Display Settings:

Format

Send to:

Choose Destination
See comment in PubMed Commons below
Acta Ophthalmol (Copenh). 1991 Dec;69(6):737-43.

Fatty layer of the precorneal film in the 'office eye syndrome'.

Author information

  • National Institute of Occupational Health, Glostrup Hospital, University of Copenhagen, Denmark.

Abstract

The thickness of the fatty layer of the precorneal film was estimated by the semiquantitative inteference method in 70 office workers from two town halls in Copenhagen County and compared with that in 110 controls from the general population. There were significant correlations between use of eye make-up and a thin fatty layer (less than or equal to 50 nm, P = 0.023) and between investigation time before 12 h and a thick fatty layer (greater than or equal to 150 nm, P = 0.046). After correction for these confounders, the fatty layer was significantly reduced in the office population compared with the controls (P = 0.0032). Furthermore, absence of biomicroscopically dry eyes (expressed as a combination of premature break-up of the tear film and lissamine green-stained epithelial damage of the bulbar conjunctiva) was significantly correlated to a thick fatty layer (greater than or equal to 150 nm, P = 0.015), indicating that a thick fatty layer may protect the eyes against development of dry eyes. The results indicate that deficiency in available Meibomina oil is involved in the dry eye syndrome we earlier found to be associated with eye irritation in the office environment and termed the 'office eye syndrome'. Together with observation of foam in the eye canthus, estimation of break-up time, and examination for clusters of epithelial damage on the bulbar conjunctiva, measurement of the fatty layer appears to be an easy tool for diagnosing the 'office eye syndrome' or for differentiating this disorder from other conditions with complaints of dryness or irritation.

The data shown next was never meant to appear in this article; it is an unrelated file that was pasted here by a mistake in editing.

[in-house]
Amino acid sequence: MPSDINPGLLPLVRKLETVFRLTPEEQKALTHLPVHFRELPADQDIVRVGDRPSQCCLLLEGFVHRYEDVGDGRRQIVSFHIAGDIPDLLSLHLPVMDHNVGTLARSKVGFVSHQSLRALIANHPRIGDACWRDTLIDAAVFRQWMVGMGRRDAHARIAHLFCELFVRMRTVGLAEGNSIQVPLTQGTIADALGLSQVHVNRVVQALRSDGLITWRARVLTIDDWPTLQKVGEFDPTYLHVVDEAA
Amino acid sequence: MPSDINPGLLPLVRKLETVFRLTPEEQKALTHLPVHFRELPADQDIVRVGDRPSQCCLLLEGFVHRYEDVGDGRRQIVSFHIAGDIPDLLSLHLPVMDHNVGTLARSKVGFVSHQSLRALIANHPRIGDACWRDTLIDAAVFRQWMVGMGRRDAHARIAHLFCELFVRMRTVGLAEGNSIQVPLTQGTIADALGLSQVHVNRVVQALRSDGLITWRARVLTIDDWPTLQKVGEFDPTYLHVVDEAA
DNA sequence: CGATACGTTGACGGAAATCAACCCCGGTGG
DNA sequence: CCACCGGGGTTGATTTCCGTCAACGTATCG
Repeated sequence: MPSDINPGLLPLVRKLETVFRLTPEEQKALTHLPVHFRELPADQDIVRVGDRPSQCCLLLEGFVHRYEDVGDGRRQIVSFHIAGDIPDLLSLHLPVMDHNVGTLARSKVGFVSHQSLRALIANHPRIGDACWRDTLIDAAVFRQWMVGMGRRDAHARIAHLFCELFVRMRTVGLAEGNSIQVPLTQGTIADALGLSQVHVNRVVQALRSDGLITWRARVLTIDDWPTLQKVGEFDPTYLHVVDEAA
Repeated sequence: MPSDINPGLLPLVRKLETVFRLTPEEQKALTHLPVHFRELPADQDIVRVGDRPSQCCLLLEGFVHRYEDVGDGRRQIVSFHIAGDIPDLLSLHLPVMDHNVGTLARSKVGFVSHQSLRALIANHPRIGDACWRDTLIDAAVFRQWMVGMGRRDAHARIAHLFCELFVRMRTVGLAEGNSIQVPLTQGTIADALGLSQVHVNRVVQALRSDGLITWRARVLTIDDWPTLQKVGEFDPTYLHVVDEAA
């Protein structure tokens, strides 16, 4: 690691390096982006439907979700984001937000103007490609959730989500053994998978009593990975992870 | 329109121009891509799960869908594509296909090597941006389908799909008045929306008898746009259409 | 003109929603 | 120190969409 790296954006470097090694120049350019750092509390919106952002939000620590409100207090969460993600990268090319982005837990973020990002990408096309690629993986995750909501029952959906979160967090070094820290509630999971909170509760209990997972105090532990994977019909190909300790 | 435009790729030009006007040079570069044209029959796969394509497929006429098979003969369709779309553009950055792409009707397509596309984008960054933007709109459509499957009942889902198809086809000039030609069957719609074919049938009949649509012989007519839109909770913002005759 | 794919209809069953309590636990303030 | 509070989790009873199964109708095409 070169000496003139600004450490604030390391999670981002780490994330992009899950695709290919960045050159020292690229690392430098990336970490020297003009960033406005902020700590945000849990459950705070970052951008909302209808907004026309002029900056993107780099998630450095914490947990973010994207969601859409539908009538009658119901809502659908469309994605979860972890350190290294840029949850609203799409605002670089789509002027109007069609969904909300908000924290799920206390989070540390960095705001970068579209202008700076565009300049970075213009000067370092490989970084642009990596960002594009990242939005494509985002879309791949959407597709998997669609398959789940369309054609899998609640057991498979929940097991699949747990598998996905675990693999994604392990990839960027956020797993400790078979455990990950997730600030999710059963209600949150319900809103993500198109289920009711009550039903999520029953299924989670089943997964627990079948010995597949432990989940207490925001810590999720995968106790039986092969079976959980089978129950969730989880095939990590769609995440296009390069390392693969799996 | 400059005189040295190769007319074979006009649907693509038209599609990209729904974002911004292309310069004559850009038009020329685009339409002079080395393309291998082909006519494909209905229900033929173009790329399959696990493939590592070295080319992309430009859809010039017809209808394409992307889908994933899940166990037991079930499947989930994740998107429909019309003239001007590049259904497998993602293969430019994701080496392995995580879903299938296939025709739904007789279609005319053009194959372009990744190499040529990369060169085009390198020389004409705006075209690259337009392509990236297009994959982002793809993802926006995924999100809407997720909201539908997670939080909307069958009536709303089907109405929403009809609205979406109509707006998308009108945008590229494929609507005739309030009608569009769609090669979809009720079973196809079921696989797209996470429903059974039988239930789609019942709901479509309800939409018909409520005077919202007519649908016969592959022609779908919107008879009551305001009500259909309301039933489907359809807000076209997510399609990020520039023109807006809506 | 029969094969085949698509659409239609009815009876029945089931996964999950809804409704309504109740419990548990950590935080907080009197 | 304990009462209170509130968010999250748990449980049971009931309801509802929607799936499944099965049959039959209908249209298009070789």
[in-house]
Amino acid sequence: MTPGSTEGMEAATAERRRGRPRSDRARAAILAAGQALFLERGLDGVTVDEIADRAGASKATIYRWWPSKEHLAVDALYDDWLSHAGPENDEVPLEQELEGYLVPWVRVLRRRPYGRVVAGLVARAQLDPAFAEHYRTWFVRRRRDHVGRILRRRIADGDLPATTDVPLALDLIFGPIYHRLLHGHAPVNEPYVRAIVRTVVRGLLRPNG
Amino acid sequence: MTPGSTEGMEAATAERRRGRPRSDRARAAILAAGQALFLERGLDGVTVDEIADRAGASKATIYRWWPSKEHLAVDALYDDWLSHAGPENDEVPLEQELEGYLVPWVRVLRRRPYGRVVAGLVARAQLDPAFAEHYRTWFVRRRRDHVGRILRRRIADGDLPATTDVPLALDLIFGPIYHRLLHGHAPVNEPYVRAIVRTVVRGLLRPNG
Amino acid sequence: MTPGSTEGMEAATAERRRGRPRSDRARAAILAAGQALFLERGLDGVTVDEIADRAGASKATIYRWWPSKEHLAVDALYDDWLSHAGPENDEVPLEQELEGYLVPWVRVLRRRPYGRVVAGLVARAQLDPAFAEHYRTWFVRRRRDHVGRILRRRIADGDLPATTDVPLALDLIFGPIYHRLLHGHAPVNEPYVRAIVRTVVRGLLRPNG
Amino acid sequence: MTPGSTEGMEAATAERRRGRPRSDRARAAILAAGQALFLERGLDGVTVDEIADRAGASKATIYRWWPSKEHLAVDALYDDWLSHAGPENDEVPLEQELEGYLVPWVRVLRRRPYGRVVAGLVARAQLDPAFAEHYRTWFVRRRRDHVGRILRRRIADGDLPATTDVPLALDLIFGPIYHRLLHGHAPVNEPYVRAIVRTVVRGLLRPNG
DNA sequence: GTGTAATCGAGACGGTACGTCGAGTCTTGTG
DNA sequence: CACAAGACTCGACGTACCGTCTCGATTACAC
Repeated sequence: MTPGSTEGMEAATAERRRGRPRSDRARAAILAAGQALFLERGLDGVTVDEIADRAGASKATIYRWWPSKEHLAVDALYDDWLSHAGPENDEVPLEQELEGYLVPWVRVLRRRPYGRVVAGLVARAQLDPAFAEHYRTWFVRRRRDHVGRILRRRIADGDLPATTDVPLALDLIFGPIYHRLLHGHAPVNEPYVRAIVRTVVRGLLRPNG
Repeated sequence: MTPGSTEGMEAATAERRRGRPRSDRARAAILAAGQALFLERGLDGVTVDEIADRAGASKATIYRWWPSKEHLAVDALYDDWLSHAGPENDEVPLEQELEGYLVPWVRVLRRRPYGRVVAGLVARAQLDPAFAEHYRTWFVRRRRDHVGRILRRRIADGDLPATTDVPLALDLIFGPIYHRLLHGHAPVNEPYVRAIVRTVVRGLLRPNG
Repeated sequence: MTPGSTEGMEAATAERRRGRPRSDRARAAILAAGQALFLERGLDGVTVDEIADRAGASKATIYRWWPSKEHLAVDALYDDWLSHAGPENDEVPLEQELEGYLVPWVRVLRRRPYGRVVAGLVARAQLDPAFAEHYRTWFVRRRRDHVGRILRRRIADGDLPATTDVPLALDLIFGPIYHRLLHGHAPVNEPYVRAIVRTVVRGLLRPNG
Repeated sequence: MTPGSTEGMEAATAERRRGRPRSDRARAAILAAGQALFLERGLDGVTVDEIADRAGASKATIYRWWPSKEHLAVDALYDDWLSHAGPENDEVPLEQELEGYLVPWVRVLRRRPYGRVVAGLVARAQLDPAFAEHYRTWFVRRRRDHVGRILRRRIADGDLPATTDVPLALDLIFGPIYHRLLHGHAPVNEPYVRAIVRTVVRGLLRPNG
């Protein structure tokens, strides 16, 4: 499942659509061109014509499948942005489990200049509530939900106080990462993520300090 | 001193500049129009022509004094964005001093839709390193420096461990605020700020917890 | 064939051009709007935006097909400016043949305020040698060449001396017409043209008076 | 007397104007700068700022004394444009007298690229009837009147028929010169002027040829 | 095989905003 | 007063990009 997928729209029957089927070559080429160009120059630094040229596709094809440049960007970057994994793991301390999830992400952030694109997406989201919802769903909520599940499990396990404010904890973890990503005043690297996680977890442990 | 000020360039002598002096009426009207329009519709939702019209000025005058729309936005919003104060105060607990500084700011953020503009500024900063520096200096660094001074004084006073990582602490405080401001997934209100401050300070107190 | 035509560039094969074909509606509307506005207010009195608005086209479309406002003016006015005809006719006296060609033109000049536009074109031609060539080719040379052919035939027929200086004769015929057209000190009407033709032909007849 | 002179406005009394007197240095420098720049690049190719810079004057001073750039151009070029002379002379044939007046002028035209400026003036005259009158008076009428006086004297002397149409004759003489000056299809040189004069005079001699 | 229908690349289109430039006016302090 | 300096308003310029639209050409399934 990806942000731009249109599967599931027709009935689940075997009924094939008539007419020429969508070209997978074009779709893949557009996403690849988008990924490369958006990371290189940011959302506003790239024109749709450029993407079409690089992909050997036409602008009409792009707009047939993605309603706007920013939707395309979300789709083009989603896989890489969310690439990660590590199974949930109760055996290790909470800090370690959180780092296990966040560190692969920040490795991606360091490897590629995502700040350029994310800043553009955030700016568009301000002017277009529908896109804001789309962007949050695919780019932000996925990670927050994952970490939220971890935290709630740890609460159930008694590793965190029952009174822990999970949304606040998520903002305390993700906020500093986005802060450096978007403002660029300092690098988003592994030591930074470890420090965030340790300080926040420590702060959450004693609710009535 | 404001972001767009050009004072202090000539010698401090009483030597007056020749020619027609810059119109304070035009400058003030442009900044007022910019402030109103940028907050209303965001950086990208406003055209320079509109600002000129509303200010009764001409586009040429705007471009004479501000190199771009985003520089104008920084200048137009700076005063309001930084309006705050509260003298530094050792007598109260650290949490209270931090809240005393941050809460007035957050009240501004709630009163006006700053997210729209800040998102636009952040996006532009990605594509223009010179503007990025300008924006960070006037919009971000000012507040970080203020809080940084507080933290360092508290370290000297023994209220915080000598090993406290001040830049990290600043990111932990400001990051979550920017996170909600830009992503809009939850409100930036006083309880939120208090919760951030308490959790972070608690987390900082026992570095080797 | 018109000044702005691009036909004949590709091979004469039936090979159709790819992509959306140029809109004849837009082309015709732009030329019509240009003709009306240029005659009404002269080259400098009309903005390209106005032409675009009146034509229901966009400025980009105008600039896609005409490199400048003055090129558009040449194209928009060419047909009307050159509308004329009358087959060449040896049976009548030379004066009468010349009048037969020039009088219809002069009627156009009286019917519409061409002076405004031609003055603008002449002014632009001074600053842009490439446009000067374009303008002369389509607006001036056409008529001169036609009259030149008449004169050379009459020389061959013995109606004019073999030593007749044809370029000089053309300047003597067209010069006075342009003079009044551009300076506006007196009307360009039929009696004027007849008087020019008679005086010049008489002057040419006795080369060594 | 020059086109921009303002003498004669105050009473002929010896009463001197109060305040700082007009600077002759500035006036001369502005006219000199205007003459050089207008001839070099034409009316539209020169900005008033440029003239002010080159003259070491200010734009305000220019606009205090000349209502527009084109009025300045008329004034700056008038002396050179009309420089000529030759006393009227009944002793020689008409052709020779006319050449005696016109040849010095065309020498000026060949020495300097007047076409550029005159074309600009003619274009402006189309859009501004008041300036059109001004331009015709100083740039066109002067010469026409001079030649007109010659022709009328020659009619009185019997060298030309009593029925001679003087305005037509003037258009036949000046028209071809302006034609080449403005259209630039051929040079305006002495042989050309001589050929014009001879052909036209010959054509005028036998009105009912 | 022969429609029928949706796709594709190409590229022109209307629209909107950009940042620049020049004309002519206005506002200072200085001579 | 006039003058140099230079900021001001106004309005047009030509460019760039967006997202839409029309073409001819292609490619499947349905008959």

PMID:
1789088
[PubMed - indexed for MEDLINE]
PubMed Commons home

PubMed Commons

0 comments
How to join PubMed Commons

    Supplemental Content

    Loading ...
    Write to the Help Desk